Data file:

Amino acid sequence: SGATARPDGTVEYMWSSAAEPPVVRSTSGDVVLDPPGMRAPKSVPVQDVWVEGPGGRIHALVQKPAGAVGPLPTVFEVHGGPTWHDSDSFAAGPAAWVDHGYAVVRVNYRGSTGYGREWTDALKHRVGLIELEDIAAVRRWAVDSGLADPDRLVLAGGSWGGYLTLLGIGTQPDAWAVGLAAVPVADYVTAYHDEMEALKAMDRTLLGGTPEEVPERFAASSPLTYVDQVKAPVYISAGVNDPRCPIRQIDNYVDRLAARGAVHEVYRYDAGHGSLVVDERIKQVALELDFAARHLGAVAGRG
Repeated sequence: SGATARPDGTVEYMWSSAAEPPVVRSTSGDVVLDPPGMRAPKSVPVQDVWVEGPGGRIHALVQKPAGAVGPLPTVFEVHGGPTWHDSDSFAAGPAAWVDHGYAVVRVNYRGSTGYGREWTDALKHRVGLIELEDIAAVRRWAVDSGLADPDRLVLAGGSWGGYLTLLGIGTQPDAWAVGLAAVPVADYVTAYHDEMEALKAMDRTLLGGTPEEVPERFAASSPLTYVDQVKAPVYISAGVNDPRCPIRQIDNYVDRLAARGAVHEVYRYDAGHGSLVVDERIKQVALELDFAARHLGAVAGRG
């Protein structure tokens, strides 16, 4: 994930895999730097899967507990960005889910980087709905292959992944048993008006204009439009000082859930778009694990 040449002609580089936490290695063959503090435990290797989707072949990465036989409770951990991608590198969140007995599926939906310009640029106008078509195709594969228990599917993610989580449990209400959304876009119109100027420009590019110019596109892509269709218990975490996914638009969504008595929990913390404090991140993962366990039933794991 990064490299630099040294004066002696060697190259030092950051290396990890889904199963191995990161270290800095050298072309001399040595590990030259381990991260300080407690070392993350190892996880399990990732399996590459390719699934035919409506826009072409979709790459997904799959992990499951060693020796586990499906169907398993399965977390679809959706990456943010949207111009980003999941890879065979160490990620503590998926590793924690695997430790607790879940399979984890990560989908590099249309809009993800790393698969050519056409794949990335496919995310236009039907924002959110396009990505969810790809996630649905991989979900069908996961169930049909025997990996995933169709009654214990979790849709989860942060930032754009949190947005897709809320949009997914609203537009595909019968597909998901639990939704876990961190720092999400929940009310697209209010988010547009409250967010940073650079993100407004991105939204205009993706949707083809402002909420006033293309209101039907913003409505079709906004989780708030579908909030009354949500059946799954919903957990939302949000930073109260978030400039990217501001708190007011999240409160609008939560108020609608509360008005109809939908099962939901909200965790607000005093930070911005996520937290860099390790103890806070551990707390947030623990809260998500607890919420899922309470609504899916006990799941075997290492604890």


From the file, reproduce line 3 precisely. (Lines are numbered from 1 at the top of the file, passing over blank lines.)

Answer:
């Protein structure tokens, strides 16, 4: 994930895999730097899967507990960005889910980087709905292959992944048993008006204009439009000082859930778009694990 040449002609580089936490290695063959503090435990290797989707072949990465036989409770951990991608590198969140007995599926939906310009640029106008078509195709594969228990599917993610989580449990209400959304876009119109100027420009590019110019596109892509269709218990975490996914638009969504008595929990913390404090991140993962366990039933794991 990064490299630099040294004066002696060697190259030092950051290396990890889904199963191995990161270290800095050298072309001399040595590990030259381990991260300080407690070392993350190892996880399990990732399996590459390719699934035919409506826009072409979709790459997904799959992990499951060693020796586990499906169907398993399965977390679809959706990456943010949207111009980003999941890879065979160490990620503590998926590793924690695997430790607790879940399979984890990560989908590099249309809009993800790393698969050519056409794949990335496919995310236009039907924002959110396009990505969810790809996630649905991989979900069908996961169930049909025997990996995933169709009654214990979790849709989860942060930032754009949190947005897709809320949009997914609203537009595909019968597909998901639990939704876990961190720092999400929940009310697209209010988010547009409250967010940073650079993100407004991105939204205009993706949707083809402002909420006033293309209101039907913003409505079709906004989780708030579908909030009354949500059946799954919903957990939302949000930073109260978030400039990217501001708190007011999240409160609008939560108020609608509360008005109809939908099962939901909200965790607000005093930070911005996520937290860099390790103890806070551990707390947030623990809260998500607890919420899922309470609504899916006990799941075997290492604890």